Innovation – not only of technological factors but also in terms of people, policy and organizational factors – is at the core of building future capacities. The ICRC’s innovation focus is to develop customized and contextualized solutions in close proximity with those impacted by humanitarian disasters. Being on the ground gives the organization legitimacy and also can provide it with a unique lens to understand the real needs of beneficiaries. Daccord stressed that innovation for the ICRC needs to start in the field.
What lessons about innovation can the ICRC and other humanitarian actors learn from the private sector? Professor Bill Fisher asserted that change is no longer occasional and episodic, which alters the way managers should think about organization, deployment of resources, the way they work and leadership. The continuity of change should be at the center of strategic thinking. When and how organizations react will be determined by where they are in the change cycle.
The change cycle shows how organizations adapt and reinvent themselves as industries evolve. Organizations must learn how to innovate to move to the next phase of the cycle. Professor Fischer introduced a number of lessons learned about innovation from a business perspective:
- There is a need to get more out of human talent rather than less: Complex organizations hire great people and turn them into average employees. Building new types of organizations will liberate talent rather than imprisoning it.
- Embrace change rather than avoiding it: More different minds are better than more of the same. Agility requires instances where you hire for skills and then figure out how to deal with attitudes.
- Do it sooner rather than later: It is relatively easier to make big organizational changes during times of high performance. Urgency is critical to ensure that organizations are not being forced to act during times of low performance.
- Radical change should be built on the familiar: A big organizational change involves putting routines and protocols in place and being reasonable about following them. Coherence and consistency are necessary for scalability and success.
- Routines are not enough for learning: Organizations need to “provoke” the unknown in order to be able to learn. This involves experimentation, prototyping, agile organizations and agile people.
Unleashing and harnessing innovation in organizations involves recognizing that: 1) you are never going to get it right (wrong and fast is better than perfect and forever); 2) somebody has done it already (look around, others are struggling with similar challenges); 3) it does not always have to be new to the world (“Good artists copy, great artists steal”); and 4) you cannot do it by yourself (different ideas are better than more of the same). These lessons can be useful for humanitarian organizations that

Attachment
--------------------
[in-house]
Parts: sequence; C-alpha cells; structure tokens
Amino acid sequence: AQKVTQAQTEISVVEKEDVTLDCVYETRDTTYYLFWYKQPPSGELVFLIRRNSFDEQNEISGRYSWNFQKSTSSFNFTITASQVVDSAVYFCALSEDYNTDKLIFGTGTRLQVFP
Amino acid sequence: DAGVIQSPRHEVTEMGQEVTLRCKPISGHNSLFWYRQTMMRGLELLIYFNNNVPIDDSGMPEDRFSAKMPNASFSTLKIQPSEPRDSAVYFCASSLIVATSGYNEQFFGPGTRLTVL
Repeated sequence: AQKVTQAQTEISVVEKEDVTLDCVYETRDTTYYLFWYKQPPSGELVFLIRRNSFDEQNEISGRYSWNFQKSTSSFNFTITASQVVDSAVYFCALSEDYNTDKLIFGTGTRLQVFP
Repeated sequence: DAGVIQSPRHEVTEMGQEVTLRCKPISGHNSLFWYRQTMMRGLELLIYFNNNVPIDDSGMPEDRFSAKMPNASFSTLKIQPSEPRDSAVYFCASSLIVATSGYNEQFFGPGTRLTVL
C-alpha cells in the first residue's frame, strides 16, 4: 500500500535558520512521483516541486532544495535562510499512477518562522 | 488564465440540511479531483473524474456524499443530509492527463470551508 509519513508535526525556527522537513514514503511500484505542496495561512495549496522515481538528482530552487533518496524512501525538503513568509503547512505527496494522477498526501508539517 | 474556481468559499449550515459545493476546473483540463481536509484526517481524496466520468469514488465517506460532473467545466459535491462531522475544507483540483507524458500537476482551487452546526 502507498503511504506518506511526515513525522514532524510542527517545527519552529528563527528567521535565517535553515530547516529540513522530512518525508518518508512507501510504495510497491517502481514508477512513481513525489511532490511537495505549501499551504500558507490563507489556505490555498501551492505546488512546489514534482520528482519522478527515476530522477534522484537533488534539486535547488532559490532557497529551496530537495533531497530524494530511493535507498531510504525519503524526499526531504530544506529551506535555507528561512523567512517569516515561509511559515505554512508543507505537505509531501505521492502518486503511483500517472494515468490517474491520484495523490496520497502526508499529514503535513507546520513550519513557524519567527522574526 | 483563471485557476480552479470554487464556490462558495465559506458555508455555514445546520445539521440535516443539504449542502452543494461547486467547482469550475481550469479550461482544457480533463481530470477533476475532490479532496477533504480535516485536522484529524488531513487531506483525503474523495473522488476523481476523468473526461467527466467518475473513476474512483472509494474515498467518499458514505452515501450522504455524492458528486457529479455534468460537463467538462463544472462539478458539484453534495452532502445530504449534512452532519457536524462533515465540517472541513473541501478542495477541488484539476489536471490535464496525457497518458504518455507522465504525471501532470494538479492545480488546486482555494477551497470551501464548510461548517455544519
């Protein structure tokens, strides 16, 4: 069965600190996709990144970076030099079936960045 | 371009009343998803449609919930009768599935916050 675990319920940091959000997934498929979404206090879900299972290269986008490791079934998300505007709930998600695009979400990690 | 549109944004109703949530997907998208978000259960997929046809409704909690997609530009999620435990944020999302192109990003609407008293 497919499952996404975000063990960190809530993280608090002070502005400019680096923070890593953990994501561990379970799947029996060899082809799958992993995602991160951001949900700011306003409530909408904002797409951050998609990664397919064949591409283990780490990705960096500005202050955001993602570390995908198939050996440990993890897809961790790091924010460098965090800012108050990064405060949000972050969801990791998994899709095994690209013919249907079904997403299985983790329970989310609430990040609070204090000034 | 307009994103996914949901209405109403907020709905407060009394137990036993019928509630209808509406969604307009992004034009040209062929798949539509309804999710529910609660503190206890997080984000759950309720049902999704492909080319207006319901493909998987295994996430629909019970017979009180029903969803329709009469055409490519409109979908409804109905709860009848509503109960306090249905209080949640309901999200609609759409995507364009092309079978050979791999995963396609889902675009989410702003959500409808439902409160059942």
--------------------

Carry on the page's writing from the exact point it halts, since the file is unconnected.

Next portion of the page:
have difficulty implementing innovative solutions and do not always have a sense of urgency to adapt their organizations to rapidly changing contexts.
The GPHI2 event, which also explored specific challenges and opportunities related to innovative humanitarian partnerships through participant working groups (see [email protected] #45), was based on the premise that when the experiences and motivations of entrepreneurs, philanthropists and humanitarians meet on common ground, innovative ideas and partnerships can emerge that will help save and improve more lives.
Event participants were generally convinced about the possibilities for humanitarian innovation. Out of the wide-ranging discussions there was an emerging consensus around the following:
- Customized and contextualized solutions: Maintain close proximity to people affected by wars and disasters to ensure that innovation is not imposed from external environments.
- Change management: Organize the process of change management in a way that is inclusive – iterate as you go along and give people in the field an opportunity to provide input.
- Culture change: Be more open about the case for change internally and externally and realize that an innovative culture accepts and learns from failure.
In closing, ICRC President Peter Maurer reiterated that the ICRC is deeply convinced of the need to seek partnerships with private sector actors to respond to growing organizational needs and the changing external environment. He stressed that humanitarians are often driven by a natural curiosity and desire to find solutions to complex problems – and that humanitarians, philanthropists and business people who share their knowledge, experience and expertise, while respecting and understanding each other’s working methods, can create innovative partnerships for humanitarian impact.